Enlightenment Ain't Stuff
Tell your friends that your (or their) enlightenment just ain't what it's cracked up to be. After all Enlightenment Ain't a a T-shirt, a Mug, a bumper sticker or a Doggie T-shirt! At least we don't think so.
Hey, we all take our spiritual lives waaaay too seriously not to kid around about them!
Other Books by Robert K.C. Forman
Grassroots Spirituality: What it is, Why it is here, Where it is going.
A penetrating description and analysis of the recent growth in popular and unofficial spiritual movements especially in North America
"Grassroots Spirituality is an incredible piece of work! Well thought out and well written." — Rachel Harris, Ph.D.,
"Offers an outstanding and impressive report which reveals a surprising and pervasive theological agreement within the Spirituality Movement." — Angeles Arrien, Ph.D.
"Robert Forman is in a unique position to inform us about grassroots spirituality." — Harvey Aronson, Ph.D
Mysticism, Mind, Consciousness
In an exploration of mystical texts from ancient India and China to medieval Europe and modern day America, Robert K. C. Forman, one of the leading voices in the study of mystical experiences, argues that the various levels of mysticism may not be shaped by culture, language, and background knowledge, but rather are a direct encounter with our very conscious core itself.
"Mysticism, Mind, Consciousness is a groundbreaking book that could well become a classic in the field–vital reading for anyone interested in the twin phenomena of consciousness and mysticism."
The Problem of Pure Consciousness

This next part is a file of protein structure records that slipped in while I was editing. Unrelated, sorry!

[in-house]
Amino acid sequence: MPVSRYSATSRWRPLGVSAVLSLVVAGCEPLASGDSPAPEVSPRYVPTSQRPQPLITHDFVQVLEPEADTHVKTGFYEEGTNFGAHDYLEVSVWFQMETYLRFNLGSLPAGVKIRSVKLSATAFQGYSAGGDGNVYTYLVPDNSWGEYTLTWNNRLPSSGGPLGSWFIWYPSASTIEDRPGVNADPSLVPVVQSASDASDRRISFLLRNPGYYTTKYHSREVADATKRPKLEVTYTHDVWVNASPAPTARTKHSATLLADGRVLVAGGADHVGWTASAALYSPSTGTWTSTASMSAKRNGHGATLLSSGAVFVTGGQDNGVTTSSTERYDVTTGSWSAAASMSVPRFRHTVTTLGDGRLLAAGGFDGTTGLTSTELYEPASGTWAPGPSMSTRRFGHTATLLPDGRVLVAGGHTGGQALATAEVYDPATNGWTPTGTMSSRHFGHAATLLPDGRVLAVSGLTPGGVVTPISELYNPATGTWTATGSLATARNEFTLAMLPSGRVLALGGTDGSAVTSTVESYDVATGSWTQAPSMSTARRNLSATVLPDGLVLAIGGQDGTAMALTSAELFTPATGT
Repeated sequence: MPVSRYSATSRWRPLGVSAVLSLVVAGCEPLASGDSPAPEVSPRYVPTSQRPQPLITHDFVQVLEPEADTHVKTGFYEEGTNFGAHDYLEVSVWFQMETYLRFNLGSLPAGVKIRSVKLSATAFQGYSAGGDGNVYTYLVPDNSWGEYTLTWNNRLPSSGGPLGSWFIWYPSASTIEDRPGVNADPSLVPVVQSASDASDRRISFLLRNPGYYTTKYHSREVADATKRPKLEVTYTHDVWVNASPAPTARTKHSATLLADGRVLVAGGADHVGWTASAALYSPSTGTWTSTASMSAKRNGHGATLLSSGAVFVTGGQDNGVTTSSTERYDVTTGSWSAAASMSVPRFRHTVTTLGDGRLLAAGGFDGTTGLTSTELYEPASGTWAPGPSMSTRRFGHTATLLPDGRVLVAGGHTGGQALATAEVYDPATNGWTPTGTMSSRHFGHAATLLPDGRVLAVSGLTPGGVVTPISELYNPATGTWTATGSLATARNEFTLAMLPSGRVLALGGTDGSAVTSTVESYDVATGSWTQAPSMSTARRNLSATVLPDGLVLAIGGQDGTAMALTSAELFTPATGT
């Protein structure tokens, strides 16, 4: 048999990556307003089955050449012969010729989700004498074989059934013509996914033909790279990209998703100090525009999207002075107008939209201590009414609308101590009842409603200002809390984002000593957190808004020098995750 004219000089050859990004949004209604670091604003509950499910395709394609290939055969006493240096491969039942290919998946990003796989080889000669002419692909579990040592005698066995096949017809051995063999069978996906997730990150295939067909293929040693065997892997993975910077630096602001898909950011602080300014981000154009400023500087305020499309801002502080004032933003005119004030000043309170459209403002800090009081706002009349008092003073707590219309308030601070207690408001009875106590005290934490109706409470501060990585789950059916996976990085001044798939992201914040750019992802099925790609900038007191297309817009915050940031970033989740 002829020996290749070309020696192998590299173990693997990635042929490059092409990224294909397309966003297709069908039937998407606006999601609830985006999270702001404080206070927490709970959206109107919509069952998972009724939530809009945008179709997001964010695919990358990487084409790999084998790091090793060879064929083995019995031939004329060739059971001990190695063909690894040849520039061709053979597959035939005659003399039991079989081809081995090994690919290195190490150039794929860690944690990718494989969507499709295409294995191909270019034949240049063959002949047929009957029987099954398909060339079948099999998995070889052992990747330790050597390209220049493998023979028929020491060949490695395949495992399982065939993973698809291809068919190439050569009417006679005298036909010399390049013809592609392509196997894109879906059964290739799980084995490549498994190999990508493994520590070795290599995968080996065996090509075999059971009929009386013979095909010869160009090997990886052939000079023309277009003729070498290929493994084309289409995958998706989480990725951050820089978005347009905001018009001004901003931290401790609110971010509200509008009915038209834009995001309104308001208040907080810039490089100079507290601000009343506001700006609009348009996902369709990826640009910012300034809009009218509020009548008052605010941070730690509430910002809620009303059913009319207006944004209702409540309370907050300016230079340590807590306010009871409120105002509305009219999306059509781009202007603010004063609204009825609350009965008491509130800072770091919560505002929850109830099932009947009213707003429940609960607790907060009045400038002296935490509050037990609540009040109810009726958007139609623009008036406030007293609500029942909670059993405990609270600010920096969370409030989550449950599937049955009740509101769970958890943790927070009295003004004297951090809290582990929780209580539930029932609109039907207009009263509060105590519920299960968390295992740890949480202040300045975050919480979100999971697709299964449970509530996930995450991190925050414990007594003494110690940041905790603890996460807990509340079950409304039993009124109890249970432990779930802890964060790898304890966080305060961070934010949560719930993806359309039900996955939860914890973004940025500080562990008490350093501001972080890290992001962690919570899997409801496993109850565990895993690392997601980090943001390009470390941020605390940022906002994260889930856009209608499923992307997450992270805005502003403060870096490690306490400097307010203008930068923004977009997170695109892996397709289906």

Are mystical experiences formed by the mystic's cultural background and concepts, as "constructivists" maintain, or do mystics sometimes transcend language, belief, and culturally conditioned expectations? Do mystical experiences differ throughout the various religious traditions, as "pluralists" contend, or are they somehow ecumenical? The contributors to this collection scrutinize a common mystical experience, the "pure consciousness event"–the experience of being awake but devoid of intentional content–in order to answer these questions. Through the use of historical Hindu, Buddhist, Christian, and Jewish mystical writings, as well as those of modern mystics, the contributors reveal the inconsistencies and inadequacies of current models, and make significant strides towards developing new models for the understanding of mystical phenomenon, in particular, and of human experience, in general.
The Innate Capacity
This book is the sequel to Robert Forman's well-received collection, The Problem of Pure Consciousness (Oxford, 1990). The essays in the earlier volume argued that some mystical experiences do not seem to be formed or shaped by the language system–a thesis that stands in sharp contradistinction to deconstruction in general and to the "constructivist" school of mysticism in particular, which holds that all mysticism is the product of a cultural and linguistic process. In The Innate Capacity, Forman and his colleagues put forward a hypothesis about the formative causes of these "pure consciousness" experiences. All of the contributors agree that mysticism is the result of an innate human capacity, rather than a learned, socially conditioned and constructive process.
"An engaging contribution to what is not only the most heated debate in the study of mysticism, but perhaps in all of religious studies…..Highly recommended for individuals or classes on mysticism."
–Religious Studies Review
Meister Eckhart: Mystic as Theologian
Lead Amazon Review
The great Christian mystic, Meister Eckhart, has puzzled scholars for 650 years. Robert Forman has found a way to unlock his writings. In "high ramification" or stilted language, Eckhart develops his philosophical ideas. But in "low ramification" or ordinary language, Eckhart communicates his mystical experience. By using this method of sorting out Eckhart's writings, Forman is able to chart out the stages in Eckhart's mystical development. At the highest mystical level, Eckhart elaborates ideas that are a great achievement for the Christian tradition – letting go, living in the eternal Now, and being empty and free. Eckhart's ideas have provided fruitful ground for dialogue with other religious traditions. We should be thankful that Robert Forman has made Meister Eckhart understandable to all.